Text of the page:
Editing in Map Creator with Mapillary Imagery
We recently announced our global partnership with HERE and in particular, the way in which Mapillary imagery and data is being used by the HERE map editors. Map Creator is the primary tool in which this takes place, so this post will walk through some of the ways Mapillary imagery can be used in the map editing tool.
Enabling Mapillary imagery
Mapillary imagery can be viewed directly in Map Creator by clicking the Mapillary icon in the bottom right panel.
When the imagery loads, you’ll notice sequences of images appearing, with each of the colours representing the age of the imagery.
When you find imagery in an area that you would like to edit, left click on the image line to see the image in that location. This will open a window where you can view the image and navigate to others around it. Click
mapillary.com at the bottom right of the window to bring up a larger view of the image on Mapillary.
Note, HERE has written up a guide to using Mapillary with Map Creator, so take a look at that for more information on the integration. We’ll focus on the kind of map data you can derive from an image.
Points of interest
One of the most frequently changing aspects of maps are points of interests (POIs) such as petrol stations, hairdresser's, the local falafel shop, or the department of motor vehicles. Businesses open and close, change their names, and relocate. Parks are developed and new apartments are constructed. Map Creator makes it easy for anyone to update the map with these changes using local knowledge and/or the Mapillary image layer.
Let's go to the village of Ruvo di Puglia, looking at images that students have contributed there. The blue sequence lines show that the imagery has been contributed within the last year. If we click on an image we can see the date in the bottom left corner of the image window that appears. A lot of the images were taken in early March, 2018, so we can be pretty confident that the image reflects an accurate picture of the town today.
Let’s find something we can add to the map. I’ve selected a sequence walking through Piazza Castello and quickly noticed some businesses to the right that have not been added to the map. I can zoom in on the image to read all the signs.
I can see the wine store already on the map and this will help me locate other POIs nearby. Brionvega is the business on the far left. Unfortunately, I have no idea what this business does; it sounds like a hairdresser, but I‘m not sure so I am going to leave this to a local to add.
This leaves Bar Gambrinus in the centre. I find the category ‘Bar or Pub’ and add the name of the establishment. In the next image, I get a clear view of the address and can therefore add number 8. HERE has already worked out the street the address is associated with.
Let’s look at another example. In another sequence, I see a nice-looking pasticceria right on the corner of two streets. It appears to be slightly out of position on the map, so we can use street-level imagery and satellite imagery to reposition it to better reflect its true position. I can’t see the address in the image so might be worthwhile someone driving this route again with the camera positioned at a 45° angle. This will help to capture street numbers.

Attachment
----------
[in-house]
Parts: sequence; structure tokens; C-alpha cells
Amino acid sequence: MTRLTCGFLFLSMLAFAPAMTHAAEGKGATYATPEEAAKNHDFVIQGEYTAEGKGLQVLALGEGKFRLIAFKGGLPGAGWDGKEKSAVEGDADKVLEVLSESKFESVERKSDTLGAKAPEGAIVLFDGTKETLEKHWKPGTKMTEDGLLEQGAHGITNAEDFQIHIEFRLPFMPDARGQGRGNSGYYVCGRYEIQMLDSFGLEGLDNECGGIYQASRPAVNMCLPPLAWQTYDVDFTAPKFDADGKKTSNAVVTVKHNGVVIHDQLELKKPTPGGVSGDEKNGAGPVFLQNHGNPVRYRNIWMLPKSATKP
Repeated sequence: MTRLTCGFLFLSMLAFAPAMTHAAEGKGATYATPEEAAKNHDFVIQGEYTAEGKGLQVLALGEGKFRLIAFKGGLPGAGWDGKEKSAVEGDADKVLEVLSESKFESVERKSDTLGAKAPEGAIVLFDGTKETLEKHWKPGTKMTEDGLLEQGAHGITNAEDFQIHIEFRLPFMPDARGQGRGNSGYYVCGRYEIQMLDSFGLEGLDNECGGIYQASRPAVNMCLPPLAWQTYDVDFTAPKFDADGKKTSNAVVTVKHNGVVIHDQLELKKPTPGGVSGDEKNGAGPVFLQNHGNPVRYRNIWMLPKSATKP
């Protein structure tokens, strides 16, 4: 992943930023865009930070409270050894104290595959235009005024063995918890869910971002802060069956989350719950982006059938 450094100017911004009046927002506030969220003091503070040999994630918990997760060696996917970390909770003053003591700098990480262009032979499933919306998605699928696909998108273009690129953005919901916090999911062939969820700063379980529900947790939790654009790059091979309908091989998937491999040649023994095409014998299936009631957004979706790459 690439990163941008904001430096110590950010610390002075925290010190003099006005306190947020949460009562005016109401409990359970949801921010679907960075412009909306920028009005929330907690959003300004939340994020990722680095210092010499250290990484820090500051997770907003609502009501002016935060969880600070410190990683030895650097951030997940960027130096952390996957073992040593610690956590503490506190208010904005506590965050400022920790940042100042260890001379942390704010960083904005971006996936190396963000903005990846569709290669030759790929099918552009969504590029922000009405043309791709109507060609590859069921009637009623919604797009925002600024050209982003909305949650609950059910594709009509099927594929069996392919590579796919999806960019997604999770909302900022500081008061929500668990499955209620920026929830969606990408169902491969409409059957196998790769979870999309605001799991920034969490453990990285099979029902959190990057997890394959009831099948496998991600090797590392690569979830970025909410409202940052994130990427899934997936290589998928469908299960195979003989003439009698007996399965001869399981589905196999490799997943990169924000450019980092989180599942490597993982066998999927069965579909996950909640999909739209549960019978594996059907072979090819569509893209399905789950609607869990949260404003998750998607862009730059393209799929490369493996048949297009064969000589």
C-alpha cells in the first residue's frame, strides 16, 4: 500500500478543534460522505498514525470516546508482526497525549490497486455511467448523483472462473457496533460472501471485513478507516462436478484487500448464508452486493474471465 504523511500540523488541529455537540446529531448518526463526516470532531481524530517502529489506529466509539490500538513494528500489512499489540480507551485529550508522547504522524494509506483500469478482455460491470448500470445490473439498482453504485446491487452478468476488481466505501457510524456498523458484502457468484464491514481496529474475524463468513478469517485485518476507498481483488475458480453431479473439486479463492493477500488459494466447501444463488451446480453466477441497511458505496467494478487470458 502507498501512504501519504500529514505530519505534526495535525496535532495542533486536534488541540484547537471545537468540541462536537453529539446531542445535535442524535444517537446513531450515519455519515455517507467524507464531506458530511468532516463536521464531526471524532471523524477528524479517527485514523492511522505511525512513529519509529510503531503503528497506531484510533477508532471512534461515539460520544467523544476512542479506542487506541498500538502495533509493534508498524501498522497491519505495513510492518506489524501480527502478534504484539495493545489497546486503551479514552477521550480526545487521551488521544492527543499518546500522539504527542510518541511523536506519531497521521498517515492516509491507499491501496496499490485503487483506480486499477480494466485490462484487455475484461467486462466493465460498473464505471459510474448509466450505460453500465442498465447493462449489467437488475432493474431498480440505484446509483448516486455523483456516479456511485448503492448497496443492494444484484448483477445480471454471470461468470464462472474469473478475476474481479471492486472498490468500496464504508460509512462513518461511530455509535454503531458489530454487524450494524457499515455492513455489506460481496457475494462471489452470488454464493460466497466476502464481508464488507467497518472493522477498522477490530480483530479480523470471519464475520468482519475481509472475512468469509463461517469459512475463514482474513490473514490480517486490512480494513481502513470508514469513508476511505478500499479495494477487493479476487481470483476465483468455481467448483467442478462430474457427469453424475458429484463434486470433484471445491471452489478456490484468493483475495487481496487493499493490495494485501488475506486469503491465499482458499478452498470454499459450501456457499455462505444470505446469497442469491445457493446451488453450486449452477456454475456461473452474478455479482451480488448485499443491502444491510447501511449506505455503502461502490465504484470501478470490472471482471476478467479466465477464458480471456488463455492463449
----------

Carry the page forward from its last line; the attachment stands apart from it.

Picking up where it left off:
Let’s save our changes and move to a different part of Europe to focus on the road characteristics that can be derived from street-level imagery. We’re going to zoom into Nyíregyháza in Hungary where local contributors have been capturing a lot of imagery.
Speed limits can be added to roads in Map Creator very easily by using Mapillary’s traffic signs. We’re first going to activate the image layer again, and then
Mapillary Traffic Signs by choosing support layers in the top right and toggling the layer.
Detected traffic signs will now appear on the map. To make this process even more effective we can enable the
Highlight roads by speed limit option in the bottom right panel. This will colour code the roads to show their speed limits. Black indicates roads with no speed information and thus a good opportunity to add speed limit information.
In this instance we can see 30 km/h signs appearing, so I have selected one, zoomed in to confirm and added the information to the associated road.
Direction of travel and number of lanes
We can use the image layer to determine the direction of travel and the number of lanes for the road segment. An arrow shows the direction of travel when you hover over the
A to B and
B to A options. For this road segment we can see that the direction of travel is correct, but there are in fact two lanes in each direction, so we can change that accordingly.
Surface quality and cycling accessibility
Adding the surface quality and cycling accessibility information makes navigation more effective. Now we are in downtown Nyíregyháza on a pedestrian-only road. It is evident from signage in the image that this is a pedestrian zone, and it has been labelled correctly in Map Creator. We can also add details on the surface type and whether or not it is suitable for cycling.
These are just a few of the ways you can use Mapillary imagery in Map Creator. Images you collect with Mapillary will appear in Map Creator within hours, and the map edits you make will work their way into vehicle navigation systems, Facebook, mobile apps and elsewhere. That’s a huge step forward in the collection and dissemination of map data.